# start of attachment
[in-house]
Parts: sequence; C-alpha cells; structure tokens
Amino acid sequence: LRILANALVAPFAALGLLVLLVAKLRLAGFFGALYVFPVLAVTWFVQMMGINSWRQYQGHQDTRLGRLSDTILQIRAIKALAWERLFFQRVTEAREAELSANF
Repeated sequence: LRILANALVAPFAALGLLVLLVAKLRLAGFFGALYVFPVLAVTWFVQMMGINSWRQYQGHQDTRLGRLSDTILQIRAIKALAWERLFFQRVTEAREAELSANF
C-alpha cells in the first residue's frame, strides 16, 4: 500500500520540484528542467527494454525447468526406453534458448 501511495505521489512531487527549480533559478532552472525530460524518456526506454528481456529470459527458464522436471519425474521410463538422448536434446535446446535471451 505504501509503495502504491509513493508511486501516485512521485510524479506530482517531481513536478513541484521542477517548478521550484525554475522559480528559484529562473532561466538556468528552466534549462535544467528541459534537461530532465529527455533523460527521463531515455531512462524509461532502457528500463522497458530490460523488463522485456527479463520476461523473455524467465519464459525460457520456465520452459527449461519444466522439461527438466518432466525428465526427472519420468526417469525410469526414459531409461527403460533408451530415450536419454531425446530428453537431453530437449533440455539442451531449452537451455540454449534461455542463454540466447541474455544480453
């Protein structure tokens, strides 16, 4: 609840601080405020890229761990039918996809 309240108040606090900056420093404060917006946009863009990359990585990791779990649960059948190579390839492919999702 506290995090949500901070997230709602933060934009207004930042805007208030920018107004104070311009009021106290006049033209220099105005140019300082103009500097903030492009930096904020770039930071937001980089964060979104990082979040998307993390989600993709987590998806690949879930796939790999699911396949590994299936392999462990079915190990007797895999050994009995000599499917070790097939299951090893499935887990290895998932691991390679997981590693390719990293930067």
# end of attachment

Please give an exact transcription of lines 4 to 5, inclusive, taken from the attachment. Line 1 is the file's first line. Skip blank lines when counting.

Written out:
Repeated sequence: LRILANALVAPFAALGLLVLLVAKLRLAGFFGALYVFPVLAVTWFVQMMGINSWRQYQGHQDTRLGRLSDTILQIRAIKALAWERLFFQRVTEAREAELSANF
C-alpha cells in the first residue's frame, strides 16, 4: 500500500520540484528542467527494454525447468526406453534458448 501511495505521489512531487527549480533559478532552472525530460524518456526506454528481456529470459527458464522436471519425474521410463538422448536434446535446446535471451 505504501509503495502504491509513493508511486501516485512521485510524479506530482517531481513536478513541484521542477517548478521550484525554475522559480528559484529562473532561466538556468528552466534549462535544467528541459534537461530532465529527455533523460527521463531515455531512462524509461532502457528500463522497458530490460523488463522485456527479463520476461523473455524467465519464459525460457520456465520452459527449461519444466522439461527438466518432466525428465526427472519420468526417469525410469526414459531409461527403460533408451530415450536419454531425446530428453537431453530437449533440455539442451531449452537451455540454449534461455542463454540466447541474455544480453